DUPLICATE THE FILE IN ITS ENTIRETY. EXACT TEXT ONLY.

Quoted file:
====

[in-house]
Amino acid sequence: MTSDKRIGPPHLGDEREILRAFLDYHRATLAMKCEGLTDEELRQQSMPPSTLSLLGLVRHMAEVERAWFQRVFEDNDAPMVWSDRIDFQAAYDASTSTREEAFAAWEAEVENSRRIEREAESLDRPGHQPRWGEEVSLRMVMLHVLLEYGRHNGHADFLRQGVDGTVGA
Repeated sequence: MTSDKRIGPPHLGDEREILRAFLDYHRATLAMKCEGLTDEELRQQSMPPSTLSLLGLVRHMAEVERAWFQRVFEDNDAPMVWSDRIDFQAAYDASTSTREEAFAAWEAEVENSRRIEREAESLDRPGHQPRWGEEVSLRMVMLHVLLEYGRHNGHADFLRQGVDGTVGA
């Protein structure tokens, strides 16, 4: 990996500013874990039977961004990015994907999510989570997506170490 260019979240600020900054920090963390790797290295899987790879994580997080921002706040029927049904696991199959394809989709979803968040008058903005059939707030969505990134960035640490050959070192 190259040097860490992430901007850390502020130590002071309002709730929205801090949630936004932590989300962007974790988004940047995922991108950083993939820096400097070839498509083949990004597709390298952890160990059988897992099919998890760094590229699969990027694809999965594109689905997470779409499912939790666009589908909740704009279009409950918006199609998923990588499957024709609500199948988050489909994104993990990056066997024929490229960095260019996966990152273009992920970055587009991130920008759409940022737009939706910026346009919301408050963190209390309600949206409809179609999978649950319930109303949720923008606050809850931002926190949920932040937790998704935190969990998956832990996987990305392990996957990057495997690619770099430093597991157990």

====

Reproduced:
[in-house]
Amino acid sequence: MTSDKRIGPPHLGDEREILRAFLDYHRATLAMKCEGLTDEELRQQSMPPSTLSLLGLVRHMAEVERAWFQRVFEDNDAPMVWSDRIDFQAAYDASTSTREEAFAAWEAEVENSRRIEREAESLDRPGHQPRWGEEVSLRMVMLHVLLEYGRHNGHADFLRQGVDGTVGA
Repeated sequence: MTSDKRIGPPHLGDEREILRAFLDYHRATLAMKCEGLTDEELRQQSMPPSTLSLLGLVRHMAEVERAWFQRVFEDNDAPMVWSDRIDFQAAYDASTSTREEAFAAWEAEVENSRRIEREAESLDRPGHQPRWGEEVSLRMVMLHVLLEYGRHNGHADFLRQGVDGTVGA
């Protein structure tokens, strides 16, 4: 990996500013874990039977961004990015994907999510989570997506170490 260019979240600020900054920090963390790797290295899987790879994580997080921002706040029927049904696991199959394809989709979803968040008058903005059939707030969505990134960035640490050959070192 190259040097860490992430901007850390502020130590002071309002709730929205801090949630936004932590989300962007974790988004940047995922991108950083993939820096400097070839498509083949990004597709390298952890160990059988897992099919998890760094590229699969990027694809999965594109689905997470779409499912939790666009589908909740704009279009409950918006199609998923990588499957024709609500199948988050489909994104993990990056066997024929490229960095260019996966990152273009992920970055587009991130920008759409940022737009939706910026346009919301408050963190209390309600949206409809179609999978649950319930109303949720923008606050809850931002926190949920932040937790998704935190969990998956832990996987990305392990996957990057495997690619770099430093597991157990």